The wife of a U.S. Navy lieutenant who has been sentenced to three years in a Japanese prison after he was involved in a traffic accident that killed two people said she is doing everything she can to reunite her children with their father.
“This is really about my kids, while it is hard for us, the ones really paying the price for this and for the alliance and politics are my kids,” Brittany Alkonis, wife of Navy Lt. Ridge Alkonis, told Fox News Digital. “They are young and in the formative years of their life. They need a father.”
The family’s ordeal started after a hike of Japan’s Mt. Fuji shortly before Lt. Alkonis was set to deploy. The family had been in Japan for about a year and nine months as part of a three-year tour in the country, hoping to make some memories for themselves and their children before he would be gone for most of the next year.
However, the memory turned into tragedy when Lt. Alkonis suffered a medical episode at the wheel on the family’s return journey, hitting two vehicles that then made impact with two pedestrians who died of their injuries.
“That day we drove from sea level and by the end of hike we were at over 8,000 feet,” Brittany Alkonis recalled. “We hiked until we thought it was getting a little too dangerous for the kids and decided to head back. We were just 5 minutes from our destination, Ridge was mid-conversation with our oldest daughter when he lost all consciousness. We were only going about 25 mph, but he did not regain consciousness.”
Alkonis said she had also been feeling nauseous from the changes in elevation, leading her to lean her seat back and dose off shortly before the accident. She did not open her eyes again until the impact while her daughter tried unsuccessfully to wake up her father.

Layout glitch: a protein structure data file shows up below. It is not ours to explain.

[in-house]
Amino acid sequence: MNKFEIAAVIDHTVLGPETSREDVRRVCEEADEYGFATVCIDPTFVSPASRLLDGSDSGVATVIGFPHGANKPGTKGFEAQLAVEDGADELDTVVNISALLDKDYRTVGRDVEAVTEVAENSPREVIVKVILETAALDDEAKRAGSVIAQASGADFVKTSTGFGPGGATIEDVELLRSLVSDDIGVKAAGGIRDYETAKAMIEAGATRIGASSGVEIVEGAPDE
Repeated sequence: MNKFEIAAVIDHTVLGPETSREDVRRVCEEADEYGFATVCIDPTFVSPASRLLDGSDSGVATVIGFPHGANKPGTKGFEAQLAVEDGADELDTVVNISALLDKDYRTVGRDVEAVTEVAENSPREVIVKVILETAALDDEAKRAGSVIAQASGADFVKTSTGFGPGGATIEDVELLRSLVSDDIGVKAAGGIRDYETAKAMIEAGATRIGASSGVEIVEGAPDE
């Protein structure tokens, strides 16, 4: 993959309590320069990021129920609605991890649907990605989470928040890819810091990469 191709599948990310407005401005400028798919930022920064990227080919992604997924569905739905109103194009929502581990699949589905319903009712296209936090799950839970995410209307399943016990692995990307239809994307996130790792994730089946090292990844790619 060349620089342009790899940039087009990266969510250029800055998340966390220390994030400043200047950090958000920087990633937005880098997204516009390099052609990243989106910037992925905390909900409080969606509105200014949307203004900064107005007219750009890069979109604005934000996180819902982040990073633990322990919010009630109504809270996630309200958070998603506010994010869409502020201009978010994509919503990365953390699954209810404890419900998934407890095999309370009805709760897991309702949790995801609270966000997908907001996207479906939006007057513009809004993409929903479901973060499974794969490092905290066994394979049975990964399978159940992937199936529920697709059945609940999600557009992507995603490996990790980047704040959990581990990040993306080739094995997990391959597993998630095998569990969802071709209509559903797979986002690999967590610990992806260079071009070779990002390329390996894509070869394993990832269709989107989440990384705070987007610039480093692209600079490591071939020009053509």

“It all happened so fast,” Alkonis recalled.
Lt. Alkonis was arrested at the scene, something his wife believed was routine while authorities investigated the accident, but her husband was soon subject to interrogations and solitary confinement and was never released from detention.
“This wasn’t a drunk driver, he didn’t fall asleep, but it only went downhill from there,” Alkonis said.
Lt. Alkonis would later be diagnosed with acute mountain illness, which is caused by ascending high altitudes too quickly and can cause sudden fainting for up to 24 hours, but the diagnosis was of little use in Japan’s unique judicial system.
An attorney for the family explained that it is Japanese custom to show remorse in court instead of attempting to argue your innocence, leading the family to issue a formal apology for the accident and pay out a $1.65 million settlement. They were told that over 95% of people that follow a similar path are given suspended sentences, but Lt. Alkonis was given the full three-year sentence. An appeal in which Lt. Alkonis presented his medical diagnosis was also denied, leaving the family with few options for justice.
“If we did know he’d go to prison anyway, we would’ve told them no,” Alkonis said. “The outcome at both trials was both beyond what anyone could’ve expected.”